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HISTORY AND EPIDEMIOLOGY

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Cadmium, atomic number 48, is a transition metal in group IIB of the periodic table. In its pure atomic form, it is a bluish solid at room temperature. It is readily oxidized to a divalent ion, Cd2+. Naturally occurring cadmium commonly exists as cadmium sulfide (CdS), a trace contaminant of zinc-containing ores.36

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Cadmium sulfide, cadmium oxide, and other cadmium-containing compounds are refined to produce elemental cadmium, which is used for industrial purposes. When combined with other metals, cadmium forms alloys of relatively low melting points, which accounts for its extensive use in solders and brazing rods. Today, cadmium is primarily used as a reagent in electroplating and in the production of nickel-cadmium batteries. Other uses of cadmium include as a pigment and as a neutron absorber in nuclear reactors. Cadmium salts have also been used as veterinary antihelminthics.12

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As cadmium processing has increased, so has the incidence of cadmium toxicity. Cadmium toxicity usually occurs after environmental, occupational, or hobby work exposure.

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Environmental Exposure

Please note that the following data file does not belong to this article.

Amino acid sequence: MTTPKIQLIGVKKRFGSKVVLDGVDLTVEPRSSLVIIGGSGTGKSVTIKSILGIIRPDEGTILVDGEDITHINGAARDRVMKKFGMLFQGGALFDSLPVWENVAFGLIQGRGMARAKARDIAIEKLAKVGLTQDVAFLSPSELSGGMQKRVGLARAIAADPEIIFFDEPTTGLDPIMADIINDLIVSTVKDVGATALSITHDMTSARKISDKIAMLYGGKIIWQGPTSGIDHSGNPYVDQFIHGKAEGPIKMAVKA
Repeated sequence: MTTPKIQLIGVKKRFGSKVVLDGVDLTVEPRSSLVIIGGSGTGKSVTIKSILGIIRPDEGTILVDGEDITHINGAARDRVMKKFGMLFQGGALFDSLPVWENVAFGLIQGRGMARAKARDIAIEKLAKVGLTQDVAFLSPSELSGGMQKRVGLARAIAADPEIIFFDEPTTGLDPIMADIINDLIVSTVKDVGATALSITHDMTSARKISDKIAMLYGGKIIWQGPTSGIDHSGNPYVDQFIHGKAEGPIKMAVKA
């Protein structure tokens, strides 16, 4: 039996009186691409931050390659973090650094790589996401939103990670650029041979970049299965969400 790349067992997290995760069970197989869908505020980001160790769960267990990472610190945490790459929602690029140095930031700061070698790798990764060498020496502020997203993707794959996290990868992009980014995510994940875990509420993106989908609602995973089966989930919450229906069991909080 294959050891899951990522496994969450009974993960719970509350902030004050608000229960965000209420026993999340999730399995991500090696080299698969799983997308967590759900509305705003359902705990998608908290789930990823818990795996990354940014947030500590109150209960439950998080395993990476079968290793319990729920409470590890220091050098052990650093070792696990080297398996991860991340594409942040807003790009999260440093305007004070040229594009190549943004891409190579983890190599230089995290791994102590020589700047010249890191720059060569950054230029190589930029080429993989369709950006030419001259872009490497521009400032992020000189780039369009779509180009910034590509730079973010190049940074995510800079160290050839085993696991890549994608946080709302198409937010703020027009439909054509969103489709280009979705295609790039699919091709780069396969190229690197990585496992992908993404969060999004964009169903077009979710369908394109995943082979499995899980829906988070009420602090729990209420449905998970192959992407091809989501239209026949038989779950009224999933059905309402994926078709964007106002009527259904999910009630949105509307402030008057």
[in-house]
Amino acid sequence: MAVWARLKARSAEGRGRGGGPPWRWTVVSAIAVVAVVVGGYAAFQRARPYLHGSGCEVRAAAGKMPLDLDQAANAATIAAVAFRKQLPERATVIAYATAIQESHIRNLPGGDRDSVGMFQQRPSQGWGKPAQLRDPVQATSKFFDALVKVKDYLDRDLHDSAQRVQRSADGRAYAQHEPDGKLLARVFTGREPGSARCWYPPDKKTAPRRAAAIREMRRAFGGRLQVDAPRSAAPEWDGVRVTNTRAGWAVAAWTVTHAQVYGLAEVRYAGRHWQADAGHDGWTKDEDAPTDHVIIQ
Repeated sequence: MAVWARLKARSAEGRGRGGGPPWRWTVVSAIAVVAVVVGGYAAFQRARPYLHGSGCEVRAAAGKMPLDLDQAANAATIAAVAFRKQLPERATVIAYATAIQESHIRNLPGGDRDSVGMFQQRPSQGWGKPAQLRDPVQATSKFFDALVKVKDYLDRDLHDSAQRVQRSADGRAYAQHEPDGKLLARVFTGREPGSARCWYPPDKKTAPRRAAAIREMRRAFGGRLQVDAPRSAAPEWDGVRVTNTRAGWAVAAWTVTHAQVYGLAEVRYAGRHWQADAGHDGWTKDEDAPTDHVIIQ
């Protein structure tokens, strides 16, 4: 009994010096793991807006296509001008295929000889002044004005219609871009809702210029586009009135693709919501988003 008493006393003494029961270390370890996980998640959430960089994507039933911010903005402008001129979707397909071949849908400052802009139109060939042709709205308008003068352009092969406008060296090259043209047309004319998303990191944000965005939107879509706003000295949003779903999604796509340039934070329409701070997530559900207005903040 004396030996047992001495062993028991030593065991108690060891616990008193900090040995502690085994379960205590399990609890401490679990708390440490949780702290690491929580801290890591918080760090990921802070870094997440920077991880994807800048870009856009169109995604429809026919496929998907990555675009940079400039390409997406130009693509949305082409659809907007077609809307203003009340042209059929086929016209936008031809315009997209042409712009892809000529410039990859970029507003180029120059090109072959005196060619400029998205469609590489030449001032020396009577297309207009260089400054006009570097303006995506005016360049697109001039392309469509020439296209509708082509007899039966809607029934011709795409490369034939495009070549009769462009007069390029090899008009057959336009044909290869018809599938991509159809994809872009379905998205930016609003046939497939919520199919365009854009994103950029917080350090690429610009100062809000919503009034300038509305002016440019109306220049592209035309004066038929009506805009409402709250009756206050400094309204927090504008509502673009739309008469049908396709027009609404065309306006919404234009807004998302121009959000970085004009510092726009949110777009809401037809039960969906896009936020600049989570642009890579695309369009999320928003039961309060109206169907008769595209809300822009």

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Environmental exposure to cadmium generally occurs through the consumption of foods grown in cadmium contaminated areas. Because cadmium is fairly common as an impurity in ores, areas where mining or refining of ores takes place are the most likely to contain cadmium contamination.

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In the 1950s, a mine near the Jinzu River basin in Japan discharged large amounts of cadmium into the environment, contaminating the rice that was a staple of the local food supply. An epidemic of painful osteomalacia followed, affecting hundreds of people, with postmenopausal multiparous women being most affected.67 The afflicted were prone to develop pathologic fractures, and were reported to call out “itai-itai” (“ouch-ouch”) as they walked, because of the severity of their pain.28 These symptoms were ultimately linked to the cadmium. Less consequential environmental cadmium exposures have also occurred in Sweden,46 Belgium,10 and China.48 Additionally, smokers have higher blood cadmium concentrations than nonsmokers,91 probably as a result of contamination of soil where the tobacco is grown. This is noteworthy, in that cadmium and tobacco may be synergistic causes of chronic pulmonary disease.63

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Occupational and Hobby Exposure

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Welders, solderers, and jewelry workers who use cadmium-containing alloys are at risk for developing acute cadmium toxicity due to inhalation of cadmium oxide fumes. Other workers who do not work with metals per se may develop significant chronic cadmium toxicity through exposure to cadmium-containing dust.

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Hobbyists who work with cadmium solders have exposures similar to occupational metalworkers. Significant cadmium toxicity in this population is usually the result of metalworking in a closed space with inadequate ventilation and or improper respiratory precautions.

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TOXICOKINETICS

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There is no known biologic role for cadmium or its salts. Orally ingested cadmium salts are poorly ...

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